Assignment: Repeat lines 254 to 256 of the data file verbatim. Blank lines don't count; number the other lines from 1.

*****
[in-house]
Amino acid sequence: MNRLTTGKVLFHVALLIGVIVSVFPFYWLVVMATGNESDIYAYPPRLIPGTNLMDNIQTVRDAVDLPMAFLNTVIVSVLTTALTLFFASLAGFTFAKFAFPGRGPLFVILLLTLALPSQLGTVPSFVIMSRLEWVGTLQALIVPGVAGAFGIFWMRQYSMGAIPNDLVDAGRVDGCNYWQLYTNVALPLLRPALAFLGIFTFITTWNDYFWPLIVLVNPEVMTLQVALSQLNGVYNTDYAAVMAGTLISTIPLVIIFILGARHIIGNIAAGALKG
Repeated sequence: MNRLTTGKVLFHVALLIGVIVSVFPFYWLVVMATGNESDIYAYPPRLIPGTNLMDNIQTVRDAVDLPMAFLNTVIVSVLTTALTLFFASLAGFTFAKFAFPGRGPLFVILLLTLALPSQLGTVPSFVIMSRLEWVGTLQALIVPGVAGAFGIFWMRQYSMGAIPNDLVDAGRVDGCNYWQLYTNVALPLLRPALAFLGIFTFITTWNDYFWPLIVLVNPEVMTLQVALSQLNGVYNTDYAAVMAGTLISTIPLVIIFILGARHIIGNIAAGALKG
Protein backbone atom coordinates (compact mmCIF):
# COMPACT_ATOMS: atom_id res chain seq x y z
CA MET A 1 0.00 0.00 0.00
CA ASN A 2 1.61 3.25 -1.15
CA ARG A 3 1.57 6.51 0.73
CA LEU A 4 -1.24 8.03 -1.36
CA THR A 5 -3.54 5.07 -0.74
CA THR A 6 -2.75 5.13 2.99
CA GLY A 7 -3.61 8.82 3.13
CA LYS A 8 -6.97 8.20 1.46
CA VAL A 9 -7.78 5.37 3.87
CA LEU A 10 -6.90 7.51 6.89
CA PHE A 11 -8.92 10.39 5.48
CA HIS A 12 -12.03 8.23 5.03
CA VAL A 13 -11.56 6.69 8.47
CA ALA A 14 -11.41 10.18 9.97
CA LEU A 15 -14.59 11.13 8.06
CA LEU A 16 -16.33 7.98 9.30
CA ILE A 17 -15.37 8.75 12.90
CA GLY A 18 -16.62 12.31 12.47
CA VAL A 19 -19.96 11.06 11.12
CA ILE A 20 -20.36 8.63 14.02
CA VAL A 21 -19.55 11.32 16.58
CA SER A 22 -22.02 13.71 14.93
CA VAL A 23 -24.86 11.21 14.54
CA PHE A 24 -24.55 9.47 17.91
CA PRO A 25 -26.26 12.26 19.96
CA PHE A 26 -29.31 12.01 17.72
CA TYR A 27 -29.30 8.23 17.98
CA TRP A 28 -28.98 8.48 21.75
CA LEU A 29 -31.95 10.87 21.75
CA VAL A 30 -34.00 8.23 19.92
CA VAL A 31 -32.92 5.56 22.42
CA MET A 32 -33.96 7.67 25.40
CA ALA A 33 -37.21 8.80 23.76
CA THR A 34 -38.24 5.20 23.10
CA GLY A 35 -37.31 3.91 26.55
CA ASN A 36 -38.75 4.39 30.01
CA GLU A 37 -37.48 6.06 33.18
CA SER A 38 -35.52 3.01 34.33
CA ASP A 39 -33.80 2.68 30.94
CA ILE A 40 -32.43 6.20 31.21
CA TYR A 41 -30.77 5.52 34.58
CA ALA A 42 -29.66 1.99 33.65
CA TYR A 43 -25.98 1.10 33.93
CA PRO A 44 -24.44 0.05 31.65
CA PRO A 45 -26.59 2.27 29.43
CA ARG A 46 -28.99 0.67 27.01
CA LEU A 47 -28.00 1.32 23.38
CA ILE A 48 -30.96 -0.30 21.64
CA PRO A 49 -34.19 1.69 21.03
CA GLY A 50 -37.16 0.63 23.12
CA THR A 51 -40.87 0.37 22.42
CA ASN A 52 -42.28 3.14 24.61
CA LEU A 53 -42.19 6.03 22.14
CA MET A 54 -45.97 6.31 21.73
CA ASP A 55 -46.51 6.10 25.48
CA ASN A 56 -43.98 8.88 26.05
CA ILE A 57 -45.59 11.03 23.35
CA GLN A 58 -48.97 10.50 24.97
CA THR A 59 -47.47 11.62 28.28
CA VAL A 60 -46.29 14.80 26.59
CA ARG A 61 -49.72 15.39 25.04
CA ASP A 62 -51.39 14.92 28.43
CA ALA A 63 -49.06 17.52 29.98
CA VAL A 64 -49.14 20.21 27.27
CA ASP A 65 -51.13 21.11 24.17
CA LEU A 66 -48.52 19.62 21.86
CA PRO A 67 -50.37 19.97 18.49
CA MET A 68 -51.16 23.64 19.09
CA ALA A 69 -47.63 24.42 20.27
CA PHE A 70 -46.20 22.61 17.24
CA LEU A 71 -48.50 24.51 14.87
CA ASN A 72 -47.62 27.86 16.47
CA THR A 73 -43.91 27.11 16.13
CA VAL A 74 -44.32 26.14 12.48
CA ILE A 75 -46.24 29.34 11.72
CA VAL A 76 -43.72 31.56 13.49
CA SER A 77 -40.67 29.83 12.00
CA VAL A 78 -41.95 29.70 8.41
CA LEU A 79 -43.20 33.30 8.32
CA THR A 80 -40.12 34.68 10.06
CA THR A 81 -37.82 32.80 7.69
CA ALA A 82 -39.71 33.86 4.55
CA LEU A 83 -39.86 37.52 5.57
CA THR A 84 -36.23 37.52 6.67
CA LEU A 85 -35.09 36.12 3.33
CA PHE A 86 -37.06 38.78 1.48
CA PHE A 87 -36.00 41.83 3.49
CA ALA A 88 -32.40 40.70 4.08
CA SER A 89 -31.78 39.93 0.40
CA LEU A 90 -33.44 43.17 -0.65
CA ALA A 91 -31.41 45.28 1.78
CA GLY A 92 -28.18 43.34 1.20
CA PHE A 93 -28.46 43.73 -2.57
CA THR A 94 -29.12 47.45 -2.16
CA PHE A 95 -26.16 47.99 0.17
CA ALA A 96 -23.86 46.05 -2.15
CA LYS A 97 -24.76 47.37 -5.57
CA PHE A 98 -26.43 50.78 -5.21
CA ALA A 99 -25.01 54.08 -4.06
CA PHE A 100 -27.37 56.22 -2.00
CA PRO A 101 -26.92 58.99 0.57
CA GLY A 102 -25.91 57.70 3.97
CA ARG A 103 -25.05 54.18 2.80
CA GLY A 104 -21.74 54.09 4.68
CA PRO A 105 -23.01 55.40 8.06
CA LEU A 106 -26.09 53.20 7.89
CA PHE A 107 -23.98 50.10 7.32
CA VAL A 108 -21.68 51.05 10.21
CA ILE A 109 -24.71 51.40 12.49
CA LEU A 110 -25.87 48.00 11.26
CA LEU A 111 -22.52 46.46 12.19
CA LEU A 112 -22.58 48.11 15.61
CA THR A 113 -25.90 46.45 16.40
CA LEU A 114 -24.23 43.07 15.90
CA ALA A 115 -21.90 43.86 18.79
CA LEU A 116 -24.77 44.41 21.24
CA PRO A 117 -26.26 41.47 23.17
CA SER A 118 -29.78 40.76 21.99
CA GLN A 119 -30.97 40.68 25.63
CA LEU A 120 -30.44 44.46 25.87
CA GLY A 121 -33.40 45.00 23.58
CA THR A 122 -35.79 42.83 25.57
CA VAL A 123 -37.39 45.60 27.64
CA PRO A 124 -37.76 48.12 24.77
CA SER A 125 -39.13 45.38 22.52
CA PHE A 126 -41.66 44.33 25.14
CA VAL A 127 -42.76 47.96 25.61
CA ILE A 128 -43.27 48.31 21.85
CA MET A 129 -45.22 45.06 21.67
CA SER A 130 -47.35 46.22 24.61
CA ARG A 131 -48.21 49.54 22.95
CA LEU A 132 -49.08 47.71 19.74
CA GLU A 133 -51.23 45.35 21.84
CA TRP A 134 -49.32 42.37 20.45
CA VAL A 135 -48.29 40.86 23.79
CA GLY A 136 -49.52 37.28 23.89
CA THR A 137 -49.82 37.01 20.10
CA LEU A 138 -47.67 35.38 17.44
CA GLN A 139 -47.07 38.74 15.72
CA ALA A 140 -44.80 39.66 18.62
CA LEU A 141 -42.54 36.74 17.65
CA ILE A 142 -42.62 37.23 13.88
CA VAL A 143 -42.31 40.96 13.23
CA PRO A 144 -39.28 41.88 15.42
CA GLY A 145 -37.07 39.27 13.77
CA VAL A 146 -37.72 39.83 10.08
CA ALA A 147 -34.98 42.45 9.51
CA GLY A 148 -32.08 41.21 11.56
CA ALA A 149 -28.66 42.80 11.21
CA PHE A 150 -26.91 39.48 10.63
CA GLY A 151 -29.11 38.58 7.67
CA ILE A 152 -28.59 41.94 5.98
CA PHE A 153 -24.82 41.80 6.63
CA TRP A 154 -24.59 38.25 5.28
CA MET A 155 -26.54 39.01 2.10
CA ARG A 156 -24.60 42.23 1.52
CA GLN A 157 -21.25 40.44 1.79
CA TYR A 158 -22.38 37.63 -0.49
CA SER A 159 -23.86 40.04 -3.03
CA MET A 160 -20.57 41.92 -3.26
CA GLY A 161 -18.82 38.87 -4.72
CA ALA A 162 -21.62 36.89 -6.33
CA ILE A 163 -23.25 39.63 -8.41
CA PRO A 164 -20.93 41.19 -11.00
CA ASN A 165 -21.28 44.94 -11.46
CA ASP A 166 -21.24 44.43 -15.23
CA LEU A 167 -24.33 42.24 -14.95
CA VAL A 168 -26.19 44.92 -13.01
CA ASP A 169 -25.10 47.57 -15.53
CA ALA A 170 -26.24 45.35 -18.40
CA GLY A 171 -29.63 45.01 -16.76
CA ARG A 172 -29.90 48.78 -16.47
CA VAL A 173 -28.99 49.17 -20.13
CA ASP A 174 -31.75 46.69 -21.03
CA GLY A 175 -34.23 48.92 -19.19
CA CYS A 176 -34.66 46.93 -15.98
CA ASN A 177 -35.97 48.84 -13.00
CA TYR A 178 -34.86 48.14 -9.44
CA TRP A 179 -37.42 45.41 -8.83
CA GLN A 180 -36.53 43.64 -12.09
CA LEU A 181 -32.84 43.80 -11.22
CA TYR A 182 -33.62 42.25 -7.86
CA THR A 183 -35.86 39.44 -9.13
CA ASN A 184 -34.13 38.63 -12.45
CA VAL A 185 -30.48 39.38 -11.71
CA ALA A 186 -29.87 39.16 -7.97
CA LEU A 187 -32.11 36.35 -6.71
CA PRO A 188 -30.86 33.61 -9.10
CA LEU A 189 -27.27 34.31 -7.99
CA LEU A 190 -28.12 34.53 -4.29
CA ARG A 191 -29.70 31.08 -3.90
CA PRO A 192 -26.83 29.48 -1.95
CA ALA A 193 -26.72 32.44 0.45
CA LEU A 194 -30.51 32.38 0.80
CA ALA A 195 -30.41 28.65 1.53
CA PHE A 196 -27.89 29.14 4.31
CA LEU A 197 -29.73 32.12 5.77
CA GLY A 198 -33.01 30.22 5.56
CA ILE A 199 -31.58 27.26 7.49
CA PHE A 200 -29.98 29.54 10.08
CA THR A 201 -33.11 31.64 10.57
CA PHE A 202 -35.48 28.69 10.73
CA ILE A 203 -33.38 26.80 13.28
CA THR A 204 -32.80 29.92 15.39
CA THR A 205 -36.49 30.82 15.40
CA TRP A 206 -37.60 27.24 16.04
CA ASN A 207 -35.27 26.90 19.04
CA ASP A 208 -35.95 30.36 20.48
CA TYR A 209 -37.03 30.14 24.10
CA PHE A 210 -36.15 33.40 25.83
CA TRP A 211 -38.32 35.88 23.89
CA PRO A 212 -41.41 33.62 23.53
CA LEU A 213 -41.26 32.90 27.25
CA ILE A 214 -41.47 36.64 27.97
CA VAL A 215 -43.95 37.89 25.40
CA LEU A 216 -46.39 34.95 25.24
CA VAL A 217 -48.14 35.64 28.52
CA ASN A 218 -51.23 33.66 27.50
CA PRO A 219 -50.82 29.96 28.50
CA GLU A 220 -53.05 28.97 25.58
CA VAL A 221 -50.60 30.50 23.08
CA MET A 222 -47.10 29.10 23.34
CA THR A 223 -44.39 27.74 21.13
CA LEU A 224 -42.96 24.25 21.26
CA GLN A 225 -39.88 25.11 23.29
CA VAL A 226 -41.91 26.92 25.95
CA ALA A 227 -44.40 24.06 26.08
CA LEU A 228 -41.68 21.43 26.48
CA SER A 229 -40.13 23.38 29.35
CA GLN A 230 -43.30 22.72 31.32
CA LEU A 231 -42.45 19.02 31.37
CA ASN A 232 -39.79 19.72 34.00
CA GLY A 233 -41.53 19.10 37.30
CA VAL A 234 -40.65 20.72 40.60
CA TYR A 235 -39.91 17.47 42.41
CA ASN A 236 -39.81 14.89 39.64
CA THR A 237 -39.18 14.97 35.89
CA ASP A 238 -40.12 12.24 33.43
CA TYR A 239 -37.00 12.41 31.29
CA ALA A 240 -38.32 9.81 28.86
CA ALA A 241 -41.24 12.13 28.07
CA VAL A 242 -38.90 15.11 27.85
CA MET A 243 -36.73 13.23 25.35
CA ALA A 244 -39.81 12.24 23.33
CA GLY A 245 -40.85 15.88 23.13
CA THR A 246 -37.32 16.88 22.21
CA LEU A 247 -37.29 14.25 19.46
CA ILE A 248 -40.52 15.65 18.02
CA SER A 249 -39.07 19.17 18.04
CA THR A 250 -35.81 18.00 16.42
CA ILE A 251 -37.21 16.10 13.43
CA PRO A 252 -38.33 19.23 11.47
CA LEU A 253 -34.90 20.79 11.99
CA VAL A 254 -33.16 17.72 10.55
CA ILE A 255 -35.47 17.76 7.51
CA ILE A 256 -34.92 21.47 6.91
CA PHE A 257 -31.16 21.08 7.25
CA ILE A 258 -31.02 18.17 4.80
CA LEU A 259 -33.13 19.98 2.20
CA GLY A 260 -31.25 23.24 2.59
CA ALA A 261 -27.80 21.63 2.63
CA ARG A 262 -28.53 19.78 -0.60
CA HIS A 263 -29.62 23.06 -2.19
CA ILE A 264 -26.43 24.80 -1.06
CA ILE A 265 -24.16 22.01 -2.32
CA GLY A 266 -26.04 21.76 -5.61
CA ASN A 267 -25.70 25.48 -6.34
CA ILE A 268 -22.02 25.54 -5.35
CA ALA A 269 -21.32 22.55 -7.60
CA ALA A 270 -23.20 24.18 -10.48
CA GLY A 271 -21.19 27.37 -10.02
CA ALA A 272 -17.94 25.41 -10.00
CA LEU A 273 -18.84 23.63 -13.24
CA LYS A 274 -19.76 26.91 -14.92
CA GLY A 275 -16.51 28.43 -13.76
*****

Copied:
CA SER A 249 -39.07 19.17 18.04
CA THR A 250 -35.81 18.00 16.42
CA ILE A 251 -37.21 16.10 13.43